Midway through the interview, I begin to wonder if Rick DeJesus could charge a cellphone through his voice alone.
This is the energy with which the guy speaks.
Actually, “speaks” may be the wrong way to put it — he doesn’t conversate so much as radiate words the way a bolt of lightning does heat.
There are times when he seems less a man than an electric current in guise of one.
What’s gotten DeJesus so righteously worked up on a recent Friday afternoon is the state of rock ’n’ roll radio, more specifically, how hard it is for a band like the one DeJesus fronts, Vegas rockers Adelitas Way, to find a home on the airwaves these days.
“Can I tell you a funny story?” he asks while barely pausing to allow time for an answer, speaking from a tour stop in North Dakota.
DeJesus proceeds to recall a recent Adelitas Way and Three Days Grace gig in St. Louis, where he called out a local radio station whose banners were all over the venue even though the station doesn’t give time to either band, according to DeJesus.
“I get up onstage and say, ‘Hey, do you guys feel embarrassed hanging your banners in this room knowing that you don’t play any of these bands?’ ” he recalls, his voice bubbling with excitement, like a carbonated beverage that’s been shaken too vigorously. “I caused this huge controversy because I called them out and said, ‘St. Louis, the reason that you’re not getting rock is your rock station.’ A lot of places in the country are doing that, they’re switching their formats, they’re taking rock away.”
DeJesus is not alone in saying as much.
Linkin Park recently went on the same crusade with the release of their more guitar-driven new album, “The Hunting Party,” which they have also had difficulty convincing radio outlets to embrace despite being one of the biggest acts of their ilk, ensnaring them in a war of words with Australian synth pop group Churches, the kind of band that is receiving plenty of play on alternative radio nowadays.
But if anything, DeJesus is even more vehement and unflinching in expressing his point of view.
Plus, he has a fresh bullet in the chamber to fire at the radio powers-that-be: Adelitas Way’s new record, “Stuck,” released on Tuesday, which the band will commemorate with an in-store performance at 7 p.m. Thursday at Zia Records Eastern (4225 S. Eastern Ave.).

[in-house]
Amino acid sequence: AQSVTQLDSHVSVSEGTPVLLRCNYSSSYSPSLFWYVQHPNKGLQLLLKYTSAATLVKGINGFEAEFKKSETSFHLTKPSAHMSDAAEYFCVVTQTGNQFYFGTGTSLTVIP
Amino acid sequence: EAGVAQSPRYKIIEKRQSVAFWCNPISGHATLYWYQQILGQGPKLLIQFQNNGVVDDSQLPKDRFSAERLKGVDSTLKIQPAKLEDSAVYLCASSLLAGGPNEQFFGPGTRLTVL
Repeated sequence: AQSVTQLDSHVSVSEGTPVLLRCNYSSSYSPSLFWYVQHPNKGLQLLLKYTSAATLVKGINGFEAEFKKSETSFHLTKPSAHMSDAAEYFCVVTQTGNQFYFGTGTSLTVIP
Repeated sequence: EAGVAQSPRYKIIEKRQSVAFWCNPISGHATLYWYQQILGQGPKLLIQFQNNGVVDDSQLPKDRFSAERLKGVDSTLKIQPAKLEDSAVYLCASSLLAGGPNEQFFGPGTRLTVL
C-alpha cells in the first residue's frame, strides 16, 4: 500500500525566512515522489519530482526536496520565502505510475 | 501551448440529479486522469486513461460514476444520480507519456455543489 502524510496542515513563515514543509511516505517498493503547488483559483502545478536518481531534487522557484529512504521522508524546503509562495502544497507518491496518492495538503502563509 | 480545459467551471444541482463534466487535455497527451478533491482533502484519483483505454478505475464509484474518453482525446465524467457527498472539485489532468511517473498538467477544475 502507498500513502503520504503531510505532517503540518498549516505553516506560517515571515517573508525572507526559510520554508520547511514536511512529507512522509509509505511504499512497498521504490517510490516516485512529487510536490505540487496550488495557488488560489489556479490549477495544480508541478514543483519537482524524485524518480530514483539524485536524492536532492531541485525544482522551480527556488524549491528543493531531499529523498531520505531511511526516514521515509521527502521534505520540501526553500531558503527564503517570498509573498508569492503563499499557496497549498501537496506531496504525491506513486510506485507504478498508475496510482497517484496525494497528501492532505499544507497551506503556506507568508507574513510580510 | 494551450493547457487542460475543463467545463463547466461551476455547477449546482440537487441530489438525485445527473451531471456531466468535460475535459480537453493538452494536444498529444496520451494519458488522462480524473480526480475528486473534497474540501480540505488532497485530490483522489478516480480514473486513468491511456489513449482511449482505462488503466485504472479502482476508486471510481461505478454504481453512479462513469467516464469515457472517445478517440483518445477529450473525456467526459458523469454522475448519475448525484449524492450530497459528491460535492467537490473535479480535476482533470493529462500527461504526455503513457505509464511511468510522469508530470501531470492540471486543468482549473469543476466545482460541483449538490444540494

It’s the band’s third album for major label Virgin Records, and follows up 2011’s “Home School Valedictorian,” which sold more than 130,000 copies and earned the band a pair of No. 1 singles on the active rock charts.
It’s a pivotal record for the band, following three years of near-constant roadwork from the group and recorded by one of the biggest contemporary rock producers, Nick Raskulinecz, who’s worked with Rush, Alice In Chains, Foo Fighers, Deftones and many others.
“Nick Raskulinecz was crucial in doing this album, because we wanted it to sound as live as possible,” DeJesus says. “We didn’t want to edit it up with seven layers of vocals. Everything you hear on that record I sang. Everything you hear on that record we played. We practiced for eight hours a day to make sure we were able to do it that way.”
You can hear it on the album: It’s a teeth bared, in-your-face sounding record that opens with a growl (“Dog on a Leash”), where DeJesus seethes over muscular guitars, before sampling BeeGees-worthy melodies (“Keep Me Waiting”), breathy torch songs with an electronic pulse (“Undivided”) and even a few symphonic flourishes (“We Came”).
It’s not music critic rock; it won’t penetrate this year’s Village Voice Pazz &Jop poll.
It’s like the rock ’n’ roll equivalent of an effects-laden summer popcorn flick, a crowd-pleaser with the masses in mind.
With an album like “Stuck,” Adelitas Way are positioning themselves to develop a Nickelback-like following.
Plenty of groups would turn their noses up at a comparison like that, but, then again, Nickelback packs arenas and sells millions of records.
Adelitas Way has the potential to do the same.
Thing is, Nickelback’s success was driven, in large part, by heavy radio play, which Adelitas Way is still fighting for.
Still, DeJesus seems undeterred.
If radio won’t have his band, he’ll have at radio.
“We’re so motivated, man,” he says. “We’re like that bug they step on, and then the legs keep moving, we pop up and run away again.”
Contact reporter Jason Bracelin at email@example.com or 702-383-0476. Follow on Twitter @JasonBracelin.